Dualit DAB radio review

Beautiful but basic, this radio is good to look at

TechRadar Verdict

Basic, but hard to fault, the Dualit DAB is a kitchen classic in the making


  • +

    Eye-catching, iconic looks

    Built-in battery lasts four hours


  • -

    A mono speaker

Why you can trust TechRadar We spend hours testing every product or service we review, so you can be sure you’re buying the best. Find out more about how we test.

Digital radios usually fall into one of two categories: so far, none have been both stylish and heavy on features.

Given the extra features that have appeared on DAB radios of late - such as recording to SD card, MP3 playback and access to a seven-day Electronic Programme Guide - maybe the marriage of simplicity, style and advanced features is asking too much.

Beautiful, but basic, the Dualit doesn't fall into a new category. Instead, it becomes easily the most eye-catching, and most importantly, well-built, DAB radio we've seen.

Its round-edged, mirrored aluminium shell either side of a rubber-look body - complete with a heavy-duty handle - could possibly be one of the most durable products ever produced. Industrial strength it may be, but, just like the aga oven it's clearly designed to accompany, this DAB radio's simple functionality is just as impressive as its build quality.

It's the polar opposite to the Bug Too, Pure's latest stab at an iconic DAB radio. While Pure and other DAB manufacturers pack in the features, Dualit has focused on style, but not overlooked the substance. Because beneath the cool, retro, 1950s style shell is a simple, but quite brilliant, DAB radio.


Yes, it has its limitations borne of that desire for cool. A mono speaker is the first obvious no-no, but the 8W speaker deals so confidently with both dialogue and music that we can forgive Dualit, especially as there is a speaker output for hooking it up it up to stereo speakers.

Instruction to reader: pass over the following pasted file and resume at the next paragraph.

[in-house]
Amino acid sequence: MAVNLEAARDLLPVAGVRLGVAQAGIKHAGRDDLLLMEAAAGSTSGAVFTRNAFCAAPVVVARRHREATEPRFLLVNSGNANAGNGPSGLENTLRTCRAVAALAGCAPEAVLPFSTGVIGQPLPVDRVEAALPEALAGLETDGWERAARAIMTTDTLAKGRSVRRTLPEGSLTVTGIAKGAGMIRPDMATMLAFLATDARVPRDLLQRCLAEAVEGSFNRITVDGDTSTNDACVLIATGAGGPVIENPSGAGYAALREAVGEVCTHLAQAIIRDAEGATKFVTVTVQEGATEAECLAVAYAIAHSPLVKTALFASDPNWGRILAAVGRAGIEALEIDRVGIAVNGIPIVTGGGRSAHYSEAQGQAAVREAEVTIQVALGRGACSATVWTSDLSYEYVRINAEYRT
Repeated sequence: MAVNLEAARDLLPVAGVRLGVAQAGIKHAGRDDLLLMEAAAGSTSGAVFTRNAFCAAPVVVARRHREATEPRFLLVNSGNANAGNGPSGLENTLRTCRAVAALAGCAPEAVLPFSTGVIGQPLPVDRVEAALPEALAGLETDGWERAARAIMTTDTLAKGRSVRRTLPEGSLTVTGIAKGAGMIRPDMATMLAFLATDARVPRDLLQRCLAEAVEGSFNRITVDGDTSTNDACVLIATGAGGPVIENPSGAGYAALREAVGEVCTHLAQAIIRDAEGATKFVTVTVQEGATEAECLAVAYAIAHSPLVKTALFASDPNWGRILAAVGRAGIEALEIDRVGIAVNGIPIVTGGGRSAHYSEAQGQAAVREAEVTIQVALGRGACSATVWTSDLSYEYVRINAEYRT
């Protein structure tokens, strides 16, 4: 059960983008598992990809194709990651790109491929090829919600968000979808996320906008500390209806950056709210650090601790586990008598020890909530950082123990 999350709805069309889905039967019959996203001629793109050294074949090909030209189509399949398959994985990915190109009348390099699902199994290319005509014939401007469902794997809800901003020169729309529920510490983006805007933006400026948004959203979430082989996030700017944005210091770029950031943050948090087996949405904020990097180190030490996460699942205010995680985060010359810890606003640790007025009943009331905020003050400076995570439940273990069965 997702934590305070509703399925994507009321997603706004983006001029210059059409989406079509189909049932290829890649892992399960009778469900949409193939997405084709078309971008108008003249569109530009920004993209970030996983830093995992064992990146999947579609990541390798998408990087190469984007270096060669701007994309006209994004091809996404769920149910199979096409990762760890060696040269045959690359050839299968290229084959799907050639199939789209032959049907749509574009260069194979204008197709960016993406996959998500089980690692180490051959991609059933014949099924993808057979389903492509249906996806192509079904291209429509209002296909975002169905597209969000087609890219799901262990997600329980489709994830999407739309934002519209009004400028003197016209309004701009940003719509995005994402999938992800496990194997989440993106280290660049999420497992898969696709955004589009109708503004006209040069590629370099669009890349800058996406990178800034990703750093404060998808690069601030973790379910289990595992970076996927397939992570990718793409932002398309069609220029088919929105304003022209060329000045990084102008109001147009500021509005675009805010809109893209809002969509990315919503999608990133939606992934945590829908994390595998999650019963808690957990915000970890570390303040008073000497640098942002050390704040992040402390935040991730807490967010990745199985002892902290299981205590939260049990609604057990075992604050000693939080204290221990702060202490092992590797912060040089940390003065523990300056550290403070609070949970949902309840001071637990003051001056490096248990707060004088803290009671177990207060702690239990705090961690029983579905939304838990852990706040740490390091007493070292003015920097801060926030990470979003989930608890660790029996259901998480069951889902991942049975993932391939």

Dials at each end control volume and tuning between stations, respectively, while between them is a blue LED that displays the station name, scrolling text and time in white. The brightness can be adjusted, while a simple mode button switches between DAB, FM and auxiliary mode.

If it is aimed solely at the kitchen, there are, at least, a few nice extras. A standard phono input makes it simple to use the Dualit as a portable speaker for a MP3 player, or maybe as a simple PC/laptop speaker. There's even an optical output for all-digital hook-up to an amplifier. Home cinema in the kitchen? Now there's a thought.

More flexibility comes in the shape of not just an alarm and snooze function - albeit alongside a kitchen timer - but also a built-in battery. Charging when attached to the mains, it means the Dualit can be taken into another room and work, without external power, for up to four hours DAB listening - and double that for FM radio.

But, if you forget to switch the unit off at the back - and you might do, given that this must be the only radio with such a 'feature' - the Dualit will warn you just before the battery runs dry. Cue 4am wake-up call!

With its 1950s styling, this great little DAB radio looks like a toaster. Luckily, Dualit's first digital radio isn't much more complicated and is styled to match its famous, and expensive, Vario bread griller to such an extent that we can easily see this becoming a must-have product.

Basic, but hard to fault, the Dualit DAB is a kitchen classic in the making.

Tech.co.uk was the former name of TechRadar.com. Its staff were at the forefront of the digital publishing revolution, and spearheaded the move to bring consumer technology journalism to its natural home – online. Many of the current TechRadar staff started life a Tech.co.uk staff writer, covering everything from the emerging smartphone market to the evolving market of personal computers. Think of it as the building blocks of the TechRadar you love today.